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cmd/compile: weird asymmetry in when constants get registers #33580

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seebs opened this issue Aug 10, 2019 · 2 comments

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@seebs
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commented Aug 10, 2019

What version of Go are you using (go version)?

1.12.

Does this issue reproduce with the latest release?

Seems to.

What operating system and processor architecture are you using (go env)?

amd64

What did you do?

STUPID THINGS. I got hypnotized by trying to mess with the code for a bit of bit-swizzling in order to improve compiler output. A helpful person in #performance on gopher slack pointed out that the compiler did a better job with constants if you assigned them to variables, and indeed, this is so.

Sometimes.

https://godbolt.org/z/ISgMpH

In this code, the relevant bits are four constants:

	hi16 = uint64(0xFFFF0000FFFF0000)
	lo16 = uint64(0x0000FFFF0000FFFF)
	hi8  = uint64(0xFF00FF00FF00FF00)
	lo8  = uint64(0x00FF00FF00FF00FF)

and some assignments to them:

    // uncommenting this produces shorter code
    // hi16, hi8 := hi16, hi8
    // uncommenting this has no effect
    // lo16, lo8 := lo16, lo8

and then a bunch of code using those values.

The code ends at line 174 of the assembly with both lines uncommented, or only the second uncommented. If the first is uncommented, it ends at line 160. But what's going on appears to be non-obvious; uncommenting that line isn't necessarily replacing instances of that value in the code with register references. If you split it out, each of the two "hi" values appears to cause a reduction of about 7 lines of code. Uncommenting the "lo" values has no effect.

Changing which value is which, or which kinds of shifts each value is used with, doesn't seem to change this, nor does changing the order they're used in. So it's not the sign bit, it's not "is used with left (or right) shifts", it's not "the one that gets used first gets priority"... I have no idea why they behave differently.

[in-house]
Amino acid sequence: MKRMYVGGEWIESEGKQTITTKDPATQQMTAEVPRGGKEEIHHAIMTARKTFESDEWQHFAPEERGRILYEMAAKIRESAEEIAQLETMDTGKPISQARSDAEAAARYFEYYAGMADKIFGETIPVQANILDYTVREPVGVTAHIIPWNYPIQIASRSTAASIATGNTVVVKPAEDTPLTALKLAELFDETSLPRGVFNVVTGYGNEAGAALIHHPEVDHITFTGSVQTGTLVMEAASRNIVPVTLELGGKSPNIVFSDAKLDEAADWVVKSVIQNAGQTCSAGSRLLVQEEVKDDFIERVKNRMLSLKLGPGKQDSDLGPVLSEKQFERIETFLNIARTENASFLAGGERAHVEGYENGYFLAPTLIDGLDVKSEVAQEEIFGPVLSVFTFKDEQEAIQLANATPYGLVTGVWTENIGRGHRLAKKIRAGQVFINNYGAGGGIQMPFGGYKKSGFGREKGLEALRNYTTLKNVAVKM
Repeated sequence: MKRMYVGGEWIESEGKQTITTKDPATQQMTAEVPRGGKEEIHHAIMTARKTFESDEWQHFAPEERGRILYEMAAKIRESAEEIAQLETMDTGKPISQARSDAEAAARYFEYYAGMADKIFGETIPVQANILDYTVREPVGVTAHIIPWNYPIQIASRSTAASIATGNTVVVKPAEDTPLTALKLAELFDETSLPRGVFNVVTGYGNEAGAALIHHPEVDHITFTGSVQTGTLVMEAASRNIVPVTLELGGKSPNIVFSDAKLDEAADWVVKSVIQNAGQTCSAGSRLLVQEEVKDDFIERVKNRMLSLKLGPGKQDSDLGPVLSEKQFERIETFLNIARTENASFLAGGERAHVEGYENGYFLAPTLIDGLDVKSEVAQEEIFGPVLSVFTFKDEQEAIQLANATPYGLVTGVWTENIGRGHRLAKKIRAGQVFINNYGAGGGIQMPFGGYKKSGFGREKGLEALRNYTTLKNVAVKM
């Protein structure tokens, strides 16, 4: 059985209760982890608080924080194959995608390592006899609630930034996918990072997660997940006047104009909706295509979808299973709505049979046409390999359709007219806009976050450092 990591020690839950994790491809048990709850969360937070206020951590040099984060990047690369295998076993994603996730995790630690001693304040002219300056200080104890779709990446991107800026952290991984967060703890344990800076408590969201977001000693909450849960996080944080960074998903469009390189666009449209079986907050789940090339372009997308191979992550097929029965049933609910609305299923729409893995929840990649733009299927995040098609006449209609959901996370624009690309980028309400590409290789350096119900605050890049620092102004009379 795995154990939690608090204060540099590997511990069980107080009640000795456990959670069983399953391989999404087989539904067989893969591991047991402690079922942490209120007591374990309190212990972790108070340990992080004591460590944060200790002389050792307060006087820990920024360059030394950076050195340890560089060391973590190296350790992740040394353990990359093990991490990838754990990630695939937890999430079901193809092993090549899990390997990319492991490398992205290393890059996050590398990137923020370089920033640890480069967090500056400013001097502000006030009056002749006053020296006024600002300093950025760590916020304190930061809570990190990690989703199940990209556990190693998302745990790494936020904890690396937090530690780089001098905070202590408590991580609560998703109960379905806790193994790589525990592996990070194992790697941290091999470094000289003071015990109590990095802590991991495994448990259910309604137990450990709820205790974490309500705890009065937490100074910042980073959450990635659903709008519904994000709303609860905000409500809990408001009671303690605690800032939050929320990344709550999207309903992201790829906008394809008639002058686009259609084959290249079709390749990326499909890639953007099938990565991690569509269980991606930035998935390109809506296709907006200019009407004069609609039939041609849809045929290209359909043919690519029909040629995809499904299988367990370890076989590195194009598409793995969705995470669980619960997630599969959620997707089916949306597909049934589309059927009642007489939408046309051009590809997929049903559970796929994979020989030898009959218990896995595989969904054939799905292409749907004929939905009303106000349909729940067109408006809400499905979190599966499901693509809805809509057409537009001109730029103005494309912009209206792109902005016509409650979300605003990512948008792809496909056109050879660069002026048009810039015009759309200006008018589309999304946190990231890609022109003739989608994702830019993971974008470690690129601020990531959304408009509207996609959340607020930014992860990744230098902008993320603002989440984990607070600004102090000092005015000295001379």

What did you expect to see?

I would expect the lines to have essentially interchangeable effects.

What did you see instead?

Lots of repeated loads of some values but not others.

@randall77

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commented Aug 10, 2019

Looks like this kind of depends on luck of the draw. The results of the ANDQ must go into one of the input registers. If the register allocator picks the constant input, then that constant must be reloaded when it is used again. If it picks the variable input, then the constant is still in a register for the next use.

There's code in there to pick the input that is dead over the one that isn't. For some reason that code isn't doing the right thing. We'll look at this for 1.14.

bad

	0x00d2 00210 (issue33580.go:48)	MOVQ	$-71777214294589696, R11
	0x00dc 00220 (issue33580.go:48)	ANDQ	R13, R11
	0x00df 00223 (issue33580.go:48)	SHRQ	$8, R11
	0x00e3 00227 (issue33580.go:48)	MOVQ	$-71777214294589696, R12
	0x00ed 00237 (issue33580.go:48)	ANDQ	R15, R12
	0x00f0 00240 (issue33580.go:48)	ORQ	R12, R11
	0x00f3 00243 (issue33580.go:48)	MOVQ	R11, 8(AX)

good

	0x00d2 00210 (issue33580.go:48)	MOVQ	$-71777214294589696, R11
	0x00dc 00220 (issue33580.go:48)	ANDQ	R11, R13
	0x00df 00223 (issue33580.go:48)	SHRQ	$8, R13
	0x00e3 00227 (issue33580.go:48)	ANDQ	R11, R15
	0x00e6 00230 (issue33580.go:48)	ORQ	R15, R13
	0x00e9 00233 (issue33580.go:48)	MOVQ	R13, 8(AX)

@randall77 randall77 added this to the Go1.14 milestone Aug 10, 2019

@seebs

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commented Aug 10, 2019

Ohhh, interesting. I had been thinking of this as two separate issues -- one being reloading the constant for each set of uses, one being reloading it immediately for two consecutive uses -- but if the constant were inclined to stick around, it'd probably end up getting loaded once and used eight times, which would presumably affect performance at all.

Some of what's happening seems to be that the two sets of operations (one on the first four words, one on the second four words) are written interleaved, but the compiler quite reasonably collates them. Which I assume reduces register pressure, but also means that all the uses of a given constant aren't together.

There's some other weird stuff in here; moving the constant declarations to right above where they're used almost always makes them not get registers. I doubt that's related, but who knows, maybe it is.

@odeke-em odeke-em changed the title compiler: weird asymmetry in when constants get registers cmd/compile: weird asymmetry in when constants get registers Aug 11, 2019

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